The ORS Int. is the official adjudicator of ocean rowing records for Guinness World Records



By Dale Paget

June 5 2003

GOLD COAST, June 5 AAP - Billing two British rowers for the cost of being rescued by the Australian navy would stifle the spirit of adventure around the world, the Ocean Rowing Society said today.

HMAS Newcastle early today rescued former soldiers Rob Abernethy, 31, and badly-injured Mike Noel-Smith, 45, who were stranded in the Indian Ocean 2,170km off Western Australia.

According to Ocean Rowing Society executive director Kenneth Crutchlow, since 1966 more than 70 rowing attempts have ended in rescues and seven rowers have died.

"You just never know how they will turn out - that's why they call it an adventure," he told AAP today.

"I am aware there are those people who say, from the comfort of their armchair, `these people should not be allowed to row oceans or climb mountains or cross deserts' - to these people I say, it is the nature of man to seek adventure it has always been so and will forever be so."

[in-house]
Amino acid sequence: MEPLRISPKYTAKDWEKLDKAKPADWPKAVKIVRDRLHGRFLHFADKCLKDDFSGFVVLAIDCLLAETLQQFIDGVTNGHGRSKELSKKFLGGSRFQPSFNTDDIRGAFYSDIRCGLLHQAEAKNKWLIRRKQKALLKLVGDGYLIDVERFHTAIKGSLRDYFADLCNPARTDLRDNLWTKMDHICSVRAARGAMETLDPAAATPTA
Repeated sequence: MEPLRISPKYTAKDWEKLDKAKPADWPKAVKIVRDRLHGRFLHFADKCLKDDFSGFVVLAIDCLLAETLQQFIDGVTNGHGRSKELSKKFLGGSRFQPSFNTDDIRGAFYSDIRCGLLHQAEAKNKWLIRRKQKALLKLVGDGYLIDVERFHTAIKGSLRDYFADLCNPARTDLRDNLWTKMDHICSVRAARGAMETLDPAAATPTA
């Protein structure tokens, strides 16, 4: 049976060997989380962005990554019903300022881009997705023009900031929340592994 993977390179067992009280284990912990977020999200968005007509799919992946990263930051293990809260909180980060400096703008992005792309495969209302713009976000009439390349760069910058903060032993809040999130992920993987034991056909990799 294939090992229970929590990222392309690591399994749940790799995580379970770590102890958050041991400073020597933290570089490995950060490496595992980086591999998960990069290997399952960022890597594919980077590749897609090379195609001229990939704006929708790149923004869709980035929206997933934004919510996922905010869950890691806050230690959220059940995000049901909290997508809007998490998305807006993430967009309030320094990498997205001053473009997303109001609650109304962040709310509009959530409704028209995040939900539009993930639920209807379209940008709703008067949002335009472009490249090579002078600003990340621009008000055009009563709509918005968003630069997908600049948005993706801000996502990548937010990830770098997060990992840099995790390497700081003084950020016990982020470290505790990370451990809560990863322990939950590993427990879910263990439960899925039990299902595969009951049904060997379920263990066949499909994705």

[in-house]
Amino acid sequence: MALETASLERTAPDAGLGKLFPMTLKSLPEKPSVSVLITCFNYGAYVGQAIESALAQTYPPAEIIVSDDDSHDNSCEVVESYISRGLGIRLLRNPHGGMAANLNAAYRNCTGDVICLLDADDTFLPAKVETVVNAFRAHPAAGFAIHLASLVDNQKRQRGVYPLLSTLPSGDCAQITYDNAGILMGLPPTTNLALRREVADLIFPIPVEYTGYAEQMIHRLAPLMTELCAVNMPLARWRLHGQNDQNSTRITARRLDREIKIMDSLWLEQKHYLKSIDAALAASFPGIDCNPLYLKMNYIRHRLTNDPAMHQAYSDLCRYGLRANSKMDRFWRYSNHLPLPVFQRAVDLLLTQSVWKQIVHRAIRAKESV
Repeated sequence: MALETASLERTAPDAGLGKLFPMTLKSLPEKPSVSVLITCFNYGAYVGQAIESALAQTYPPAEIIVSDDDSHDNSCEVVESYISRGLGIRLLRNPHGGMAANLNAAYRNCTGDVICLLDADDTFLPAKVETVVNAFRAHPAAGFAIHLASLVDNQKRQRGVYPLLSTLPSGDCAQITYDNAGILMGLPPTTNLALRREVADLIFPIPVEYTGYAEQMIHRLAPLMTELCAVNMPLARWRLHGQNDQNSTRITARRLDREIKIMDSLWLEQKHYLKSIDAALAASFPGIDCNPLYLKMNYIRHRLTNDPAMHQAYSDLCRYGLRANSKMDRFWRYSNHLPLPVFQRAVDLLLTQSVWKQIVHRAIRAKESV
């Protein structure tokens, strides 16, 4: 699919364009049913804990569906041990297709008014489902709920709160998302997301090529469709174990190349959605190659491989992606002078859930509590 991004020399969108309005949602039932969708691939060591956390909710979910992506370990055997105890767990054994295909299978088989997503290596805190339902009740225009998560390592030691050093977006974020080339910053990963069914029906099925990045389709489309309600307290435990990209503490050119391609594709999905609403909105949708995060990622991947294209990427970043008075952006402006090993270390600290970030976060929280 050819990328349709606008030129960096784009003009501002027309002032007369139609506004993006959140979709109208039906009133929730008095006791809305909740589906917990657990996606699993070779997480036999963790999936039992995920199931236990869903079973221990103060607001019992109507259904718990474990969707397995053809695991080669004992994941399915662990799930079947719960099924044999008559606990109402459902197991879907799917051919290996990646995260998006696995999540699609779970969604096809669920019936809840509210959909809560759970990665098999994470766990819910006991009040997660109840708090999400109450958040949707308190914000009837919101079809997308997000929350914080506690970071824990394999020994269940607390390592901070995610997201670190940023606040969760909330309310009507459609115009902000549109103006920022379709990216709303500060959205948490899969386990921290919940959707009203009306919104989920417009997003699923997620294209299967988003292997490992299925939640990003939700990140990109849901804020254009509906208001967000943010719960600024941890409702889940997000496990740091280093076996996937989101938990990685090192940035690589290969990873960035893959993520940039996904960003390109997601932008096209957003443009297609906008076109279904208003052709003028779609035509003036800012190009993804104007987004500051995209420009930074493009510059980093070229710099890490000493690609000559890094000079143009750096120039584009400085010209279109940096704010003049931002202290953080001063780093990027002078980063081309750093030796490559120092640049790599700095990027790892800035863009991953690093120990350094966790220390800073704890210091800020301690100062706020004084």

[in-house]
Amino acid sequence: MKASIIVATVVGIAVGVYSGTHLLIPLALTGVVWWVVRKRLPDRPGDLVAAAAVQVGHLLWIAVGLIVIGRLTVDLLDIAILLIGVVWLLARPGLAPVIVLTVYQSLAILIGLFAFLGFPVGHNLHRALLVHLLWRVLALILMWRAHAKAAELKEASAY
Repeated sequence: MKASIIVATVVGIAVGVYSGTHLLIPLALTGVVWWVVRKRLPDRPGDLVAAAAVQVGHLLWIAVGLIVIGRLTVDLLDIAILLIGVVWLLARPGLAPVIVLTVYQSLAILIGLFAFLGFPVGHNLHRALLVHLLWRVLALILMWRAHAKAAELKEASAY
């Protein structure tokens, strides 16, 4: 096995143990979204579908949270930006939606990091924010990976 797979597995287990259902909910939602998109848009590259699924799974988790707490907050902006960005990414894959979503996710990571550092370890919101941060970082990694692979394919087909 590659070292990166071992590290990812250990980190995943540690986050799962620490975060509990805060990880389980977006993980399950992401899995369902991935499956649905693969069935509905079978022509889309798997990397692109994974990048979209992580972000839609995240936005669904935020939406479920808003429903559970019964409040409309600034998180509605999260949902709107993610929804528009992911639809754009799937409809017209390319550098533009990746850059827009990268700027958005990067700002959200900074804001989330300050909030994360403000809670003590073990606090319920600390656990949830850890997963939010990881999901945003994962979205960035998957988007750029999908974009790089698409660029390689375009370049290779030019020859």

Mr Crutchlow said under international agreements the Australian navy should cover the cost of picking up the rowers.

"Anyone who goes to sea and hits the EPIRB (emergency position indicating radio beacon) is picked up. No one ever gets a bill," he said.

"Otherwise, everyone sits at home. Is the answer sit at home and go nowhere? We don't believe that - you've got to go out and have a go."

The rowers were trying to beat a 64-day record for the Indian Ocean crossing from Carnarvon in WA to Reunion Island, east of Madagascar.

The attempt was abandoned on Saturday night when Noel-Smith was knocked unconscious and suffered serious head injuries.

The Newcastle was diverted from routine duties near the Cocos Islands.

The Australian Defence Force today declined to estimate the cost of the rescue.